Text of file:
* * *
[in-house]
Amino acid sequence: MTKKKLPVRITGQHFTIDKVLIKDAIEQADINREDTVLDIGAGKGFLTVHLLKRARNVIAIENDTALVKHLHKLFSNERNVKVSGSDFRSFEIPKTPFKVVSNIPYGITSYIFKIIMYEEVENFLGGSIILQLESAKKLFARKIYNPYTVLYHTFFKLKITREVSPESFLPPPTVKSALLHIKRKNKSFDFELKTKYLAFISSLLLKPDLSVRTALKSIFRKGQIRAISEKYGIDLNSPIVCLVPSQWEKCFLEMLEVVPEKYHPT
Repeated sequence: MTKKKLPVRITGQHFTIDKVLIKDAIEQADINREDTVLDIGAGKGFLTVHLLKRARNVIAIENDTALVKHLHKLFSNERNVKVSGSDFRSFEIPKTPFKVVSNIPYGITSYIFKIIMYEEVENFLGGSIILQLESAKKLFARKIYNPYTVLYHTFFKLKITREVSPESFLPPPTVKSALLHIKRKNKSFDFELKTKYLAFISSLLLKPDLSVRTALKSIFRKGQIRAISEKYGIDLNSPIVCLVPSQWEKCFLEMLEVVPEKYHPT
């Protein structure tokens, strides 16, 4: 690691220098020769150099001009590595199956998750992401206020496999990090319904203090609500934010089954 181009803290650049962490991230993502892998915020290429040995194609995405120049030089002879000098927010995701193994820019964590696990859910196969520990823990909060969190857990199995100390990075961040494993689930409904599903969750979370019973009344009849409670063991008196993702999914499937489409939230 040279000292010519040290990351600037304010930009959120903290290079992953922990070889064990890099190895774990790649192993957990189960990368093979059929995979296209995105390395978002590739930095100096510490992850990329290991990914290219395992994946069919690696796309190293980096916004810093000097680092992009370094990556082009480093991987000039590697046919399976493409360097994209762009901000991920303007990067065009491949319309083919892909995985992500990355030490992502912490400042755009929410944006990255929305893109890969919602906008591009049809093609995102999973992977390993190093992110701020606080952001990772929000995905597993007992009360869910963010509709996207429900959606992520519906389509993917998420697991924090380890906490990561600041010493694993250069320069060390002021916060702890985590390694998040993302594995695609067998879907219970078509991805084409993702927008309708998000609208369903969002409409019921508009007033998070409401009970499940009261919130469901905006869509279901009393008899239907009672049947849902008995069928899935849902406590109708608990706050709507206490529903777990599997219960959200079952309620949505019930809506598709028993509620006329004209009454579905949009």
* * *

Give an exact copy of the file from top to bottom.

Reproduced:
[in-house]
Amino acid sequence: MTKKKLPVRITGQHFTIDKVLIKDAIEQADINREDTVLDIGAGKGFLTVHLLKRARNVIAIENDTALVKHLHKLFSNERNVKVSGSDFRSFEIPKTPFKVVSNIPYGITSYIFKIIMYEEVENFLGGSIILQLESAKKLFARKIYNPYTVLYHTFFKLKITREVSPESFLPPPTVKSALLHIKRKNKSFDFELKTKYLAFISSLLLKPDLSVRTALKSIFRKGQIRAISEKYGIDLNSPIVCLVPSQWEKCFLEMLEVVPEKYHPT
Repeated sequence: MTKKKLPVRITGQHFTIDKVLIKDAIEQADINREDTVLDIGAGKGFLTVHLLKRARNVIAIENDTALVKHLHKLFSNERNVKVSGSDFRSFEIPKTPFKVVSNIPYGITSYIFKIIMYEEVENFLGGSIILQLESAKKLFARKIYNPYTVLYHTFFKLKITREVSPESFLPPPTVKSALLHIKRKNKSFDFELKTKYLAFISSLLLKPDLSVRTALKSIFRKGQIRAISEKYGIDLNSPIVCLVPSQWEKCFLEMLEVVPEKYHPT
């Protein structure tokens, strides 16, 4: 690691220098020769150099001009590595199956998750992401206020496999990090319904203090609500934010089954 181009803290650049962490991230993502892998915020290429040995194609995405120049030089002879000098927010995701193994820019964590696990859910196969520990823990909060969190857990199995100390990075961040494993689930409904599903969750979370019973009344009849409670063991008196993702999914499937489409939230 040279000292010519040290990351600037304010930009959120903290290079992953922990070889064990890099190895774990790649192993957990189960990368093979059929995979296209995105390395978002590739930095100096510490992850990329290991990914290219395992994946069919690696796309190293980096916004810093000097680092992009370094990556082009480093991987000039590697046919399976493409360097994209762009901000991920303007990067065009491949319309083919892909995985992500990355030490992502912490400042755009929410944006990255929305893109890969919602906008591009049809093609995102999973992977390993190093992110701020606080952001990772929000995905597993007992009360869910963010509709996207429900959606992520519906389509993917998420697991924090380890906490990561600041010493694993250069320069060390002021916060702890985590390694998040993302594995695609067998879907219970078509991805084409993702927008309708998000609208369903969002409409019921508009007033998070409401009970499940009261919130469901905006869509279901009393008899239907009672049947849902008995069928899935849902406590109708608990706050709507206490529903777990599997219960959200079952309620949505019930809506598709028993509620006329004209009454579905949009």